I am satisfied

Earlier this year I realised: I don’t want to receive birthday gifts or Christmas gifts any more. Below: the words of an old friend as inspiration and explanation. I add a couple of personal comments to the end.


I am satisfied

In every way that matters, I am satisfied. I live in a warm house. I have plentiful food, and coffee from Costa when I want it. I have good friends. I am tasked with interesting and challenging activities. I have a wife who loves me and who I love just as much. My children are happy and prosperous. I am complete.

And I have the disposable income to buy everything I need and almost everything I want.

But come the appointed times of gift giving: “What do you want?”

Very little. Nothing that money can buy. Which is unfair to my much beloved friends and family. The ritual obliges them. So I’m putting a stop to it: I don’t want any more birthday presents, and I don’t want any more Christmas gifts either.

The ritual is unfair to my friends and family, searching for a novelty whose value is less than their time lost and money spent. Doubly so, as the memorial weight of their gift is reduced by the simultaneous receipt of others’.

The ritual is unfair to our one and only environment, to impose on it yet more needless and ritualized consumption. It’s hard not to give death.

The ritual is unfair to others, who actually are in need.

The ritual is unfair to me, who must bear the remaining total cost of ownership or quietly dispose of the gift.

An ultimate question: What is the best use of all that time and money invested in the ritual?

Charity.

If you want to give me a gift, do so by giving a gift to those who truly need it. There is no shortage of people, places, plants and animals which suffer in ways that I, with my warm house and Costa coffee, do not.

But don’t tell me how much time or money you gave. I don’t want to know, and it shouldn’t be a competition or an obligation in disguise. You don’t even have to tell me. It is enough that you gave because you wanted to.

And giving is important, in more ways than one. Of all the transient dyadic activities in which Western society engages, giving gifts has the deepest, widest and greatest impact. It is critical to our democratic health, our moral health and plays no small part in our psychological and physical health.

But is all of this fair? Is it right for me to tell people not to give me gifts? How is that really different from telling them to give me specific gifts, or gifts in general?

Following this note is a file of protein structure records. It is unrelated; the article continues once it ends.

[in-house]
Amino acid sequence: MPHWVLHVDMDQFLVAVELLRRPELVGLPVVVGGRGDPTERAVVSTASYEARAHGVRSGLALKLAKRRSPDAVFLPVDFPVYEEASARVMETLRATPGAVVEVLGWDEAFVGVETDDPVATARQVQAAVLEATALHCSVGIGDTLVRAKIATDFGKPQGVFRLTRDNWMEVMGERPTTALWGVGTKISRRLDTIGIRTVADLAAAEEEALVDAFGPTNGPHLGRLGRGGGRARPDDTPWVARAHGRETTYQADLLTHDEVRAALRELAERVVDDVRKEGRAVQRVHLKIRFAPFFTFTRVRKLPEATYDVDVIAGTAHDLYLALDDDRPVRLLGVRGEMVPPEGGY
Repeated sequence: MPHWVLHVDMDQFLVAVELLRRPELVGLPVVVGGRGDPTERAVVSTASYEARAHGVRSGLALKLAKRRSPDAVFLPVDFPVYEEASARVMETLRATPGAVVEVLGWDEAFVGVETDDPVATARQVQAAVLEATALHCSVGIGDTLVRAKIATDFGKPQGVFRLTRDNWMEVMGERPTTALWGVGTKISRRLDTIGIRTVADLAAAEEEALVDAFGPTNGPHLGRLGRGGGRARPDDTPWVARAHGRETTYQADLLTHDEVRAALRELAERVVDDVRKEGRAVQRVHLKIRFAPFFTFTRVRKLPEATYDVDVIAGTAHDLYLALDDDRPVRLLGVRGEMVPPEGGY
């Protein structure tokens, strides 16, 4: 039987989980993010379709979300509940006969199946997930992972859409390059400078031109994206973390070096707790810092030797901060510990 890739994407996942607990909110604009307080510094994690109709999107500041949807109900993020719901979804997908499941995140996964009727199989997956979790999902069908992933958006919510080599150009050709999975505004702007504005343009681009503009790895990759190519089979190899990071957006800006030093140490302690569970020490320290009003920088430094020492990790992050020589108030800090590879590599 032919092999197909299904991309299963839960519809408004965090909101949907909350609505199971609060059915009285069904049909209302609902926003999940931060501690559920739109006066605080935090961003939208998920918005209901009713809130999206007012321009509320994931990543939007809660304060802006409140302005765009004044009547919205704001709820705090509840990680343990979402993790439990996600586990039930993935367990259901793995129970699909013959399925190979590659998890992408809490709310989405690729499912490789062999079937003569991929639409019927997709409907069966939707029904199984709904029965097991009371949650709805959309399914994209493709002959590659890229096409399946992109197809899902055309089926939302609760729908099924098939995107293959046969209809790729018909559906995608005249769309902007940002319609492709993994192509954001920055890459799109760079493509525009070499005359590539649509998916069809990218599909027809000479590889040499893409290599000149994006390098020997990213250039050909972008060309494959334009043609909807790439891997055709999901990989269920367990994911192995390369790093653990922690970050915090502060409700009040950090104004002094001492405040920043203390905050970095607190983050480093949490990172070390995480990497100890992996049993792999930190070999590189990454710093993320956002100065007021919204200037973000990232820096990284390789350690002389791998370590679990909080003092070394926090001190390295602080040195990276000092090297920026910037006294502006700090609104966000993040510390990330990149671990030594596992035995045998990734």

An interesting question, but moot because a gift must be given and received without obligation or expectation. All one, I, can do is suggest and explain.

So I have explained my satisfaction, I have explained what I think about Birthday and Christmas gifts, and I have, I hope, explained why. But I can’t choose for you. In effect, the gift I ask for is that you take what I want into account and give instead to those who need it most.

In advance, I thank you.


To echo and summarise DFL: Please don’t give me any more Birthday or Christmas presents. Like him, I’m satisfied. Donations to charity are a lovely idea. There are more than 1.5 million world wide. I’ll pull together a short list of suggestions when time allows, but they would be suggestions only, not limitations. It’s your gift – you choose. And I would never say no to a letter or card. But no gift is perfectly OK as well. A gift given out of obligation isn’t a gift any more than one given with an obligation.

An important note: My birthday this year has been every bit as wonderful as my previous ones! And this also has nothing to do with how I feel about the many wonderful presents I’ve received in the past. I genuinely and greatly appreciate all of them and the time invested in selecting them too. We’re all too busy, and that just makes them even more special. What’s changed is me.

And, to repeat, this is only about me. I’m making no general claims about gift giving or other people, and whilst I freely but sadly admit I’m not very good at giving gifts – they’re too rare, and almost always late – I’m determined to get better.

In advance, I also thank you.

 

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2 thoughts on “I am satisfied

    • I’d be flattered but it wasn’t me who wrote it! As a side note, it’s interesting that I’ve had the best-ever conversations with friends and family this birthday. Related?

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